Fisher added, “What he delivered each night through six decades as the voice of the Dodgers — really, the voice of baseball; no, really, the voice of the nation — was a clear, unvarnished report of what happened, along with plain-spoken pearls of wisdom about what it all meant. He issued each night a fanfare for the common man, an American anthem of constancy that never flinched from controversy but never hyped anything either.”

The Wall Street Journal’s Bruce Orwall wrote, “As the team, and broadcasting, changed, Scully remained reassuringly the same. He unfurled long, conversational stories, sometimes lasting several innings, in a style that felt like a good friend describing the game rather than a far-off announcer. On Dodgers broadcasts in later years, he typically worked alone, with no one to banter with but himself. His style was rooted in radio broadcasting, which favored languid exposition over hyperbole.”

On a national level, Scully called 25 World Series and 12 baseball All-Star Games. He was NBC’s lead baseball announcer for most of the 1980s. He also called golf.

But he will always be most remembered for baseball and his work with the Dodgers, as well as his connection with Southern California.

Vin Scully, right, stands with Los Angeles Dodgers manager Dave Roberts during Scully’s induction into the Los Angeles Dodgers Ring of Honor in 2017. (AP Photo/Mark J. Terrill)

Los Angeles Times columnist Gustavo Arellano wrote, “That sobbing you’re hearing is hundreds of thousands of Latinos in Southern California mourning the loss of one of our own. Along with the late Kobe Bryant — another local sports legend with a huge Latino fan base — no other non-Latino Southern California luminary will ever evoke the same emotion among us. Vin Scully was more than just the soundtrack of our lives. He was our lives.”

Chad Marshall, left, hugs his girlfriend, Veronica Ramos, at a makeshift shrine in honor of broadcaster Vin Scully outside Dodger Stadium. (AP Photo/Marcio Jose Sanchez)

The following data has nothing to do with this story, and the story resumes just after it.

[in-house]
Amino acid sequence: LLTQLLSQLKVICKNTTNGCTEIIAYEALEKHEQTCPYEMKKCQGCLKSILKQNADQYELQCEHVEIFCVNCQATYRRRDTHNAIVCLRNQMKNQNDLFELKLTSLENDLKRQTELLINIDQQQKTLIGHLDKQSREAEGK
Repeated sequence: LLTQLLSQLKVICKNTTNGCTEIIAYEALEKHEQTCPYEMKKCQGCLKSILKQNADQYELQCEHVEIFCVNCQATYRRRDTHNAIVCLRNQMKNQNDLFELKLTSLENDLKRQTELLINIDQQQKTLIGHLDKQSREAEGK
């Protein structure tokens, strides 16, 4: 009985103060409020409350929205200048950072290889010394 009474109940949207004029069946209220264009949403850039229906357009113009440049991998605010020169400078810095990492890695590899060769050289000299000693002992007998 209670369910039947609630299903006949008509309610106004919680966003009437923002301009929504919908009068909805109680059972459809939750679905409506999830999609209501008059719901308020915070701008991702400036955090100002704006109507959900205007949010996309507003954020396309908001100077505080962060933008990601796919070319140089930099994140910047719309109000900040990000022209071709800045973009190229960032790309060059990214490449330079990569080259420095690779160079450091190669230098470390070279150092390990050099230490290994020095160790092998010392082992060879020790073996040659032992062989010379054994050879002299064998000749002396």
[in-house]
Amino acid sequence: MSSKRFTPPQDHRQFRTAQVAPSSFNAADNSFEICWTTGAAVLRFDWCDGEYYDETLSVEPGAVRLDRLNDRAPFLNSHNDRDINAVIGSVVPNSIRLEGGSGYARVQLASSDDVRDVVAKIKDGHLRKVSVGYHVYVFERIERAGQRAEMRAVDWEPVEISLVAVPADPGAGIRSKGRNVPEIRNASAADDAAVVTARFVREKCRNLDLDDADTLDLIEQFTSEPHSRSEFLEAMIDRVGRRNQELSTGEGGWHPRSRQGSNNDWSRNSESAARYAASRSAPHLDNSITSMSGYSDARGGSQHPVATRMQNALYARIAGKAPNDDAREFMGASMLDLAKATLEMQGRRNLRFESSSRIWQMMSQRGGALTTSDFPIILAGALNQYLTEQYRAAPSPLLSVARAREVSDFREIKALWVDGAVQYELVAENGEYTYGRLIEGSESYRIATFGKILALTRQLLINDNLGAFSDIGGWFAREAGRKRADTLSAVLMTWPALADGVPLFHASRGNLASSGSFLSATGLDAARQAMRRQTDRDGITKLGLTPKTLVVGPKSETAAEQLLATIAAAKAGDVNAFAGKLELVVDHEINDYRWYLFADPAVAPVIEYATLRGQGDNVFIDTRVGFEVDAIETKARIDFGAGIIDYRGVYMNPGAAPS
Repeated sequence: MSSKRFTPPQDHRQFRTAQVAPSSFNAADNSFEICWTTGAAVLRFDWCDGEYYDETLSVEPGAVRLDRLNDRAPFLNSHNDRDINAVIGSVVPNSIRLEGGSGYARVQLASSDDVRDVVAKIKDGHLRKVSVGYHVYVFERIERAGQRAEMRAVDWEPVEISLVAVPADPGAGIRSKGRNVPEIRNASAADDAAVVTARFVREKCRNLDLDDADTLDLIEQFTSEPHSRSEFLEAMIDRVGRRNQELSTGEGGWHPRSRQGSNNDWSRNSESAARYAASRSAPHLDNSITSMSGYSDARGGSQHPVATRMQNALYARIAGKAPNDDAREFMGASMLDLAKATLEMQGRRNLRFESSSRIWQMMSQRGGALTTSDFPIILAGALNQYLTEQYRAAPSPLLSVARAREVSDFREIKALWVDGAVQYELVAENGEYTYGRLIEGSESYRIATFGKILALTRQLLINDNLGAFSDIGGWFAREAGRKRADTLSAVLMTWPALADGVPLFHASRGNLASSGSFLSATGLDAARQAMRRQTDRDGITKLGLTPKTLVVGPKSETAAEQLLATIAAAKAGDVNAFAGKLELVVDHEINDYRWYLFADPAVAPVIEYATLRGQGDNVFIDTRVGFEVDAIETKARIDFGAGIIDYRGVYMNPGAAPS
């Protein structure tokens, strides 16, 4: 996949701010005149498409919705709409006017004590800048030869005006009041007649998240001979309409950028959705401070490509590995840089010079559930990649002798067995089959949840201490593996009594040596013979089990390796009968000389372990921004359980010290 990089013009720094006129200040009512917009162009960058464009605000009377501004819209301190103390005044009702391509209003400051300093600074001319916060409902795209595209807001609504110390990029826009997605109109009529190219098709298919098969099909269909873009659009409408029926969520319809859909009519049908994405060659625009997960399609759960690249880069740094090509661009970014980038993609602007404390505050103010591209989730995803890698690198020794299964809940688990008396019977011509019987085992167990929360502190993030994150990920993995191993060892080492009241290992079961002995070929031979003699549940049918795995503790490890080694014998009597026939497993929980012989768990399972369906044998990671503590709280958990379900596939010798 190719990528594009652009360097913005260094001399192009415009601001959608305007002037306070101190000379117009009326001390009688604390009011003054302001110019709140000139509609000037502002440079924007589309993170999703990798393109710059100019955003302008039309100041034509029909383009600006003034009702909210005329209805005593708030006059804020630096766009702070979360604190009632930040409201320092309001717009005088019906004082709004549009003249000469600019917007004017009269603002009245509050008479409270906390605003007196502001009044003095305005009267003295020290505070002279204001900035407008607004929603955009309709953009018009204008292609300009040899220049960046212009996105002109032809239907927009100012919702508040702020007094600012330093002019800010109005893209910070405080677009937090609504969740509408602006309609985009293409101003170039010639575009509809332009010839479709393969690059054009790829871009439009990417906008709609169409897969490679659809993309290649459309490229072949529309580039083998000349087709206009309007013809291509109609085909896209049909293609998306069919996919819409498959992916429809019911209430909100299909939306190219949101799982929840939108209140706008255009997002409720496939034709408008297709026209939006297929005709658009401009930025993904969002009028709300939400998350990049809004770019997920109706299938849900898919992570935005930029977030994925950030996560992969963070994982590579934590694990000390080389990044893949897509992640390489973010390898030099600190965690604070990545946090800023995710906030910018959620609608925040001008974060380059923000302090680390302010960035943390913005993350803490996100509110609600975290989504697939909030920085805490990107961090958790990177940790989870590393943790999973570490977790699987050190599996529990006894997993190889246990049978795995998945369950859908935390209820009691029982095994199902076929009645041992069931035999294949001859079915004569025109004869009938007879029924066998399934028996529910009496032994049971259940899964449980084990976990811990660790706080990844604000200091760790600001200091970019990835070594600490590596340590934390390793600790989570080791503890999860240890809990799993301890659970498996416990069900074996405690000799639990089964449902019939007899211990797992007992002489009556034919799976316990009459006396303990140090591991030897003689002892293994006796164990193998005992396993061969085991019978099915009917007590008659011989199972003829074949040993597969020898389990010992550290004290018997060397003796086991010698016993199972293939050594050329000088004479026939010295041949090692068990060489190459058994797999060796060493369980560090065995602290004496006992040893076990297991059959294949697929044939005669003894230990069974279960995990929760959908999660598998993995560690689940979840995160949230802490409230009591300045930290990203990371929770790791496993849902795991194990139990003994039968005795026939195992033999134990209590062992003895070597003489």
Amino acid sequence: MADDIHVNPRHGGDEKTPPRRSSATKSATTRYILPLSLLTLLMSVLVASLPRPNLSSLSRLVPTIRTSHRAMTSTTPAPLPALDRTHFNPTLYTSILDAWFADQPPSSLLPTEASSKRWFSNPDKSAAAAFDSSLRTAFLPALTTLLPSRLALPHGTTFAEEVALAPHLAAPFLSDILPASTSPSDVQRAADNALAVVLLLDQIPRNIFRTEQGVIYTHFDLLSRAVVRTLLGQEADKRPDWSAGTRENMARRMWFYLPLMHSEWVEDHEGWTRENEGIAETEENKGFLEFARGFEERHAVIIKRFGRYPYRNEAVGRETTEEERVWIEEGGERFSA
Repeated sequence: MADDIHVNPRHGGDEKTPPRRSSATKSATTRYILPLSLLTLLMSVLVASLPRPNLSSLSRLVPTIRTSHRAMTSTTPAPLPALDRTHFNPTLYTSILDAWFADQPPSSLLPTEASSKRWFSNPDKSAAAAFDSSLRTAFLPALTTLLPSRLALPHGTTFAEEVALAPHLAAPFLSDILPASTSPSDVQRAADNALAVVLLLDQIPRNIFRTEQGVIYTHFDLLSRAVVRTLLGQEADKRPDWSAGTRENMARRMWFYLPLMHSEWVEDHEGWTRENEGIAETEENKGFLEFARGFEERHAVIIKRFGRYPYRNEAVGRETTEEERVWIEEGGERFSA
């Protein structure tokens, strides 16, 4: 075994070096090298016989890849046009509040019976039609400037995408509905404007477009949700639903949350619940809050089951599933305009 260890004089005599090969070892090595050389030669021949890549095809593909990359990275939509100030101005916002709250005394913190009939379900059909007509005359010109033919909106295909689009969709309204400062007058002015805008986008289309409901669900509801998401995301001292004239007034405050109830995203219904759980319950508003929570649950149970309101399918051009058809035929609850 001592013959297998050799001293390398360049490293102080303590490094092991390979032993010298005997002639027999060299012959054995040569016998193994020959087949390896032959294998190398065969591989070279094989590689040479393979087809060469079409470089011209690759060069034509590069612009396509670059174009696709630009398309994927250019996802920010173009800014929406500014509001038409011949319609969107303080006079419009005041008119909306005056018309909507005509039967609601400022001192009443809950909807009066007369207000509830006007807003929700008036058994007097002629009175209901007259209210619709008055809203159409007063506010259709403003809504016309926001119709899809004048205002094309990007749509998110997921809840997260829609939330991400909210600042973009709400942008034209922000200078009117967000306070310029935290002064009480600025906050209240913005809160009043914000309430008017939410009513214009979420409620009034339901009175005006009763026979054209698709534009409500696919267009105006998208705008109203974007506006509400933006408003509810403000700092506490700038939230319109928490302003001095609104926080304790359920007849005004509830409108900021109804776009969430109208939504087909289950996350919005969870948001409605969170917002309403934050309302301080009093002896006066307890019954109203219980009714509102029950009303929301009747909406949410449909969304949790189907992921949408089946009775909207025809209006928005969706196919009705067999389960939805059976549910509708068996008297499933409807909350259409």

How big was Scully in Los Angeles? In 2020, the Los Angeles Times ran a March Madness-style bracket where readers voted to determine the biggest icon in L.A. sports history. Scully won, defeating none other than Magic Johnson in the final. As the Times noted at the time, if Joe Davis, who replaced Scully as the Dodgers announcer in 2016, were to have as long of a career as Scully, he would broadcast until 2083.

For more, here’s the Los Angeles Times’ full coverage of Scully.

But let’s end with a portion of Tom Verducci’s wonderful appreciation of Scully for Sports Illustrated. Verducci wrote, “What made Vin Scully the greatest baseball broadcaster ever, one of the most trusted media personalities and one of America’s best 20th-century storytellers? Mastery of language? Timing? Technical brilliance? The intersection of car culture, the transistor radio and few televised Dodger games in the team’s first decade in Los Angeles? Sure, all of that. But what made Vin the voice of summer, not just baseball, was the natural ease of his manner. His unselfishness in a business that wreaks of ego and privilege. Do yourself a favor and read the profile I wrote on Vin in his final season as Dodgers broadcaster, not because I wrote it, but because it captures Vin on Vin. Vin simultaneously was a giant and America’s best friend.”

Finally, today, a few media tidbits and stories for your review …

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Tom Jones is Poynter’s senior media writer for He was previously part of the Tampa Bay Times family during three stints over some 30…
Tom Jones